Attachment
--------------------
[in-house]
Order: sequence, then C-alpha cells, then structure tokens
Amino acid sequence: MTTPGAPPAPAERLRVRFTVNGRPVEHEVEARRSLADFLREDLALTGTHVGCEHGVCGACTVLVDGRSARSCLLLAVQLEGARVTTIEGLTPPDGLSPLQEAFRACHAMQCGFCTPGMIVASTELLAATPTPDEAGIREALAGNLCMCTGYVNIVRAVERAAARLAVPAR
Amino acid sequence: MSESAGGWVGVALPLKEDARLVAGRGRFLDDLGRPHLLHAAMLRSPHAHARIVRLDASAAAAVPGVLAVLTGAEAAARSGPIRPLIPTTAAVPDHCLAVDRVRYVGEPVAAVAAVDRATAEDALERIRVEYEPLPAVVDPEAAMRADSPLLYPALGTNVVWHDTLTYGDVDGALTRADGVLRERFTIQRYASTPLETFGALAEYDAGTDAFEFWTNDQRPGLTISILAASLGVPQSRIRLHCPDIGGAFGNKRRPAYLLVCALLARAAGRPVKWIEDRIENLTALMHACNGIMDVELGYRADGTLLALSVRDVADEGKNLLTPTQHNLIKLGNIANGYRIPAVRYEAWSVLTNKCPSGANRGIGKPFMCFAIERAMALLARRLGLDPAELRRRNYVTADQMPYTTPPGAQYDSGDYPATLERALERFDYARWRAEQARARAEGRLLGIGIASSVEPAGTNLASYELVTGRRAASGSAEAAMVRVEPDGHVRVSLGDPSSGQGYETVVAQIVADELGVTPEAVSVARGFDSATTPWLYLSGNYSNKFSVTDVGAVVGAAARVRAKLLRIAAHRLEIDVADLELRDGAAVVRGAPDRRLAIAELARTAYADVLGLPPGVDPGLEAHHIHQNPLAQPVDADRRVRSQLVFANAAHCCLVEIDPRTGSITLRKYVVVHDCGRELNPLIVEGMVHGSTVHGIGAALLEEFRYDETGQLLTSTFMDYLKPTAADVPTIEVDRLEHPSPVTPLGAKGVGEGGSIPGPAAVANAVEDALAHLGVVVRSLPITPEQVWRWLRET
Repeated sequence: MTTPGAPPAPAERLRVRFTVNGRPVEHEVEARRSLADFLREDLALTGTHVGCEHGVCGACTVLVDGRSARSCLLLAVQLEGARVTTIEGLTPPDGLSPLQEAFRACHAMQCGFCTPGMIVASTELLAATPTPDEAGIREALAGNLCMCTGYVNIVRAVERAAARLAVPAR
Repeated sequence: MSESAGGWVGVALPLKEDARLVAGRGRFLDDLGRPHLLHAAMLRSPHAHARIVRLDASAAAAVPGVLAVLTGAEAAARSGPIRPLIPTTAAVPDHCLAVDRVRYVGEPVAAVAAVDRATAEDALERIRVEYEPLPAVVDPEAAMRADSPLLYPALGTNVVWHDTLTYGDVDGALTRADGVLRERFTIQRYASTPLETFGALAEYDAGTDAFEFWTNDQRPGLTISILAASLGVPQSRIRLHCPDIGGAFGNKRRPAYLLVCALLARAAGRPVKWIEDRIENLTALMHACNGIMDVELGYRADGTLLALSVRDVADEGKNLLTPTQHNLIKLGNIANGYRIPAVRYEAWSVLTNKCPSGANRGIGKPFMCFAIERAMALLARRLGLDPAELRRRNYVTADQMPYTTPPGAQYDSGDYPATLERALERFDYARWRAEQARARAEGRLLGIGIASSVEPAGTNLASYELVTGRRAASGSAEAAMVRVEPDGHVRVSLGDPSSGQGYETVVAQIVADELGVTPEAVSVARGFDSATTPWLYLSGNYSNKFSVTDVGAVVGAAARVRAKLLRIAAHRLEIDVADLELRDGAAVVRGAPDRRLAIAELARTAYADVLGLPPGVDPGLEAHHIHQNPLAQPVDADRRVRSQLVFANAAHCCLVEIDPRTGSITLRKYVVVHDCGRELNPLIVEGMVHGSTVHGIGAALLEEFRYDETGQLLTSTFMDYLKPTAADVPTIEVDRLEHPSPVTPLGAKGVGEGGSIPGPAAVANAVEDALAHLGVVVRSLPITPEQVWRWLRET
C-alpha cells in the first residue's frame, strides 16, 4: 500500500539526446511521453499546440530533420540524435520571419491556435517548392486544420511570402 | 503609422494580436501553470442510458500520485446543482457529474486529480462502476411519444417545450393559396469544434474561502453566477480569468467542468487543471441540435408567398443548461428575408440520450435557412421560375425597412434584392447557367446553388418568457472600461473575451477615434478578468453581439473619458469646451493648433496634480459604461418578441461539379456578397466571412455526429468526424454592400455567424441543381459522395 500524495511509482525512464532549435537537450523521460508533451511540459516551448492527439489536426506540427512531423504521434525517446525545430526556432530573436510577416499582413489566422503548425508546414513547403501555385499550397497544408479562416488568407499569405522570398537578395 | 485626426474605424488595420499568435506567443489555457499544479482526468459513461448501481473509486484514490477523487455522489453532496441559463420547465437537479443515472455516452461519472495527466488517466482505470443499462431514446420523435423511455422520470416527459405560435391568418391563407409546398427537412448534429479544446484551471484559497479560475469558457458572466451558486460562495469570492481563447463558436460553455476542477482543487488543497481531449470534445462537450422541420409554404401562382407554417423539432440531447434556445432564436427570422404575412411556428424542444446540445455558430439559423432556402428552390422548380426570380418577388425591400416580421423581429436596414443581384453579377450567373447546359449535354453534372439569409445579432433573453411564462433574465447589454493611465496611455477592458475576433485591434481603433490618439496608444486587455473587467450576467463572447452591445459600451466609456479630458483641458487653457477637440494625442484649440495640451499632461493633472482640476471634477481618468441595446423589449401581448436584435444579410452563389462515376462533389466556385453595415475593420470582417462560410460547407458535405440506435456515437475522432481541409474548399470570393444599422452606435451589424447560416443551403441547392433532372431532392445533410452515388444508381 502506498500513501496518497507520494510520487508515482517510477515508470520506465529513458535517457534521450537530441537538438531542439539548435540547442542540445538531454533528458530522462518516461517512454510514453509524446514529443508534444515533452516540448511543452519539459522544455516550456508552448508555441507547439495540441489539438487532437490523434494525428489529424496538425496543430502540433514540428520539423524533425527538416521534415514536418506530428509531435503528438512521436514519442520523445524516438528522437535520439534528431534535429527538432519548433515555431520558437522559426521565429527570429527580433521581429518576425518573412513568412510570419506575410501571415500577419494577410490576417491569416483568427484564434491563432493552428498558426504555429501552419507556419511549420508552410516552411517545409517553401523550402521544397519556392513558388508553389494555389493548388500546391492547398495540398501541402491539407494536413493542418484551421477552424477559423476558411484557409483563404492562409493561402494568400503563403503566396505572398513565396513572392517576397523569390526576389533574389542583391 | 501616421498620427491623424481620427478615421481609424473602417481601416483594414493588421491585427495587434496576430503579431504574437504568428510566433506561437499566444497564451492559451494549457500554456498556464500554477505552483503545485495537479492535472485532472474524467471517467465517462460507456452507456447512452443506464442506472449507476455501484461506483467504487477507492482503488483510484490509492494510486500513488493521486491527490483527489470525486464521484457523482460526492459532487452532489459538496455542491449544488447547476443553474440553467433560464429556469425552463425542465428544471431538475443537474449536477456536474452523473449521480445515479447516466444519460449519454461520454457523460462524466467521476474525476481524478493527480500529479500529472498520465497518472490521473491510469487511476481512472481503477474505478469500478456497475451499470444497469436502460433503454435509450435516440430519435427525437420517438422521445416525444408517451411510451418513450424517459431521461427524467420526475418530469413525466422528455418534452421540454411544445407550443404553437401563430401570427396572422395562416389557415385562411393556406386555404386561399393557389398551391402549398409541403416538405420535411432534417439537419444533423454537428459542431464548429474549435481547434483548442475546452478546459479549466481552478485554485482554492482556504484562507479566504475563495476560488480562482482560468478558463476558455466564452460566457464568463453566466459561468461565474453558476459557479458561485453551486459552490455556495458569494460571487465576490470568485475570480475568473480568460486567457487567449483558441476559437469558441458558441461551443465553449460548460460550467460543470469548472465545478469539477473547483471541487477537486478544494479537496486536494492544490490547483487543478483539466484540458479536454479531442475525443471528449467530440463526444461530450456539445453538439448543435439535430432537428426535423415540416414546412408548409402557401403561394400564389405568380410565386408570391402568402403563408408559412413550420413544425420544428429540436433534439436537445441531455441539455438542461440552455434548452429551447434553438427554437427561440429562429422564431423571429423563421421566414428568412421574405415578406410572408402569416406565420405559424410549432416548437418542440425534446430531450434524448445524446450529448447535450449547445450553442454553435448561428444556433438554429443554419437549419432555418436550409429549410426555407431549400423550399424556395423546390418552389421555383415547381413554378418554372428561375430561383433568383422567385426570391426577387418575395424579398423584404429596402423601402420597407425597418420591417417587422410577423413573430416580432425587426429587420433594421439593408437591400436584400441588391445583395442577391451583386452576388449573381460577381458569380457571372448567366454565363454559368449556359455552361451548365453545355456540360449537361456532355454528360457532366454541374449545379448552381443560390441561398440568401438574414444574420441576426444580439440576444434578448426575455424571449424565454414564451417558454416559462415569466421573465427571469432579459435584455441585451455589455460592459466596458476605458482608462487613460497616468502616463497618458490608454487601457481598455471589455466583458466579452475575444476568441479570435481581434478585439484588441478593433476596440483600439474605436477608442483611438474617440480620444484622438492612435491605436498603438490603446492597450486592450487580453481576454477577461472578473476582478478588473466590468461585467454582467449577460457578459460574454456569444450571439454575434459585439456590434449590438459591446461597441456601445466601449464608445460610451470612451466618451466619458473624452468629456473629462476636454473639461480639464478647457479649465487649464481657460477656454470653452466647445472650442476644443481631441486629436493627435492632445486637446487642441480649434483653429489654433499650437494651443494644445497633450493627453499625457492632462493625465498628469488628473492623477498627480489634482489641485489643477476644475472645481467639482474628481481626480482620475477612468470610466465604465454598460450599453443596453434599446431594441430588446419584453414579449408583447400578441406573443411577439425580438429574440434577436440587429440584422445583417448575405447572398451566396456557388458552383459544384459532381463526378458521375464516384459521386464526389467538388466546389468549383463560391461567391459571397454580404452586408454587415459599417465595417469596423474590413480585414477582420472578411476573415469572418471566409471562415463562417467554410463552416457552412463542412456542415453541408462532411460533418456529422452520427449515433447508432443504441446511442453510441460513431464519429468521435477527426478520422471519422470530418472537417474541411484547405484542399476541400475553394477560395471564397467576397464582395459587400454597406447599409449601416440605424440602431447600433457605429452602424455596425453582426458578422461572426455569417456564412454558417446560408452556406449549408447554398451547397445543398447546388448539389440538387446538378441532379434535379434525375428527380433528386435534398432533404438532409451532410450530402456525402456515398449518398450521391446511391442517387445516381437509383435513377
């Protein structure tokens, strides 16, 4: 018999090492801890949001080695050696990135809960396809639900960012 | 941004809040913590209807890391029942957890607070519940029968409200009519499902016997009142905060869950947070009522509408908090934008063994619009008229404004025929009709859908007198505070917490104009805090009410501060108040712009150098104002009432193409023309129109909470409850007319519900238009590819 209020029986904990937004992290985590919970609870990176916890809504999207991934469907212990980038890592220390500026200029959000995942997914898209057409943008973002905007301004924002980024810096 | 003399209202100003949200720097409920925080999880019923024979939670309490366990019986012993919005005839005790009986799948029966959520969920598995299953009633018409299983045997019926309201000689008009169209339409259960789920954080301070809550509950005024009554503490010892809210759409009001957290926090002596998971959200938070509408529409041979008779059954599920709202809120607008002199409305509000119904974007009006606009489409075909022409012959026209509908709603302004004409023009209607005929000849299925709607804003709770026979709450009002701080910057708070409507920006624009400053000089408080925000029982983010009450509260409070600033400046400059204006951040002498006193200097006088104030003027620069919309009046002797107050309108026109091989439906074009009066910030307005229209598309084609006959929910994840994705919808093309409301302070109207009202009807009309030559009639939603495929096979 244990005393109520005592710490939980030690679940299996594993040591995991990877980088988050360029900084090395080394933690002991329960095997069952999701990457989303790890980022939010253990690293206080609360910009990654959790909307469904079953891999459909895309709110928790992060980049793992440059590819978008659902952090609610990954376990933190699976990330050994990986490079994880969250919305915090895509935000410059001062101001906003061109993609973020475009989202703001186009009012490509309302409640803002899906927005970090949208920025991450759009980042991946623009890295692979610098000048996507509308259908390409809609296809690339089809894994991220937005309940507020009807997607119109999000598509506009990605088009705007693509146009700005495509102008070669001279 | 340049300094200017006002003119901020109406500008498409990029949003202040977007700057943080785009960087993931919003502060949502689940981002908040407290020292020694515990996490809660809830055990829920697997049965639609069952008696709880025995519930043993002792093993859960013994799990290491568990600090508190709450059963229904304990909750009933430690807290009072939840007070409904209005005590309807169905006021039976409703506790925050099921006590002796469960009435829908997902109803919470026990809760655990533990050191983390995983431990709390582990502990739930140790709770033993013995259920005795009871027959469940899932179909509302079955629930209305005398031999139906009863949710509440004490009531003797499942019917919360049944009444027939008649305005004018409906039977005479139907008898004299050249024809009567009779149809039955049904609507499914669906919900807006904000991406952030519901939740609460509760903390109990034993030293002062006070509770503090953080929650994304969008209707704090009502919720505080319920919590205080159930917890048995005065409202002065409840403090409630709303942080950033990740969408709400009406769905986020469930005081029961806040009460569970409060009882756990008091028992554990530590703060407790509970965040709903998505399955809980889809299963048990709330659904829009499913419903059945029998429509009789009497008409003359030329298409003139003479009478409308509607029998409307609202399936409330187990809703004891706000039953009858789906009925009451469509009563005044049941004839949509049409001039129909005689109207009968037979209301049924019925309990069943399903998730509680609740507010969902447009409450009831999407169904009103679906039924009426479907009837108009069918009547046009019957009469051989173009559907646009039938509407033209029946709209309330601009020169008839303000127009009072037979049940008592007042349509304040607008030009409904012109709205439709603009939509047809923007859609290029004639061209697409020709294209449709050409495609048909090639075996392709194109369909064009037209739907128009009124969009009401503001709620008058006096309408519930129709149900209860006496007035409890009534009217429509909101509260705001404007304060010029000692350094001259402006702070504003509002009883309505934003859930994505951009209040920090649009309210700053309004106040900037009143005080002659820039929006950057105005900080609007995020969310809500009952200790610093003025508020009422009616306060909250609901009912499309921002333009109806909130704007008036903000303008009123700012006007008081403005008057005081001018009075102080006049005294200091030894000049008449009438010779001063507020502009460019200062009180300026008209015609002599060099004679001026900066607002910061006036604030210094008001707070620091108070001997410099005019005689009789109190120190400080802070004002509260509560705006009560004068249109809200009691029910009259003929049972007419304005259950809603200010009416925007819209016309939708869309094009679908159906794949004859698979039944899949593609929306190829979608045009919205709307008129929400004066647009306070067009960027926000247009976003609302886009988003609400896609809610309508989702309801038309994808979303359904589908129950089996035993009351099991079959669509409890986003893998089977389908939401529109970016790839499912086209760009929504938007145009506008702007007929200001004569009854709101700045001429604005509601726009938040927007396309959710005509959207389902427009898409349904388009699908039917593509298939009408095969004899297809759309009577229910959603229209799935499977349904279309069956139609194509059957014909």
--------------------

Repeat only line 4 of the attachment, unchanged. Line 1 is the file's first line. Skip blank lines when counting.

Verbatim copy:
Amino acid sequence: MSESAGGWVGVALPLKEDARLVAGRGRFLDDLGRPHLLHAAMLRSPHAHARIVRLDASAAAAVPGVLAVLTGAEAAARSGPIRPLIPTTAAVPDHCLAVDRVRYVGEPVAAVAAVDRATAEDALERIRVEYEPLPAVVDPEAAMRADSPLLYPALGTNVVWHDTLTYGDVDGALTRADGVLRERFTIQRYASTPLETFGALAEYDAGTDAFEFWTNDQRPGLTISILAASLGVPQSRIRLHCPDIGGAFGNKRRPAYLLVCALLARAAGRPVKWIEDRIENLTALMHACNGIMDVELGYRADGTLLALSVRDVADEGKNLLTPTQHNLIKLGNIANGYRIPAVRYEAWSVLTNKCPSGANRGIGKPFMCFAIERAMALLARRLGLDPAELRRRNYVTADQMPYTTPPGAQYDSGDYPATLERALERFDYARWRAEQARARAEGRLLGIGIASSVEPAGTNLASYELVTGRRAASGSAEAAMVRVEPDGHVRVSLGDPSSGQGYETVVAQIVADELGVTPEAVSVARGFDSATTPWLYLSGNYSNKFSVTDVGAVVGAAARVRAKLLRIAAHRLEIDVADLELRDGAAVVRGAPDRRLAIAELARTAYADVLGLPPGVDPGLEAHHIHQNPLAQPVDADRRVRSQLVFANAAHCCLVEIDPRTGSITLRKYVVVHDCGRELNPLIVEGMVHGSTVHGIGAALLEEFRYDETGQLLTSTFMDYLKPTAADVPTIEVDRLEHPSPVTPLGAKGVGEGGSIPGPAAVANAVEDALAHLGVVVRSLPITPEQVWRWLRET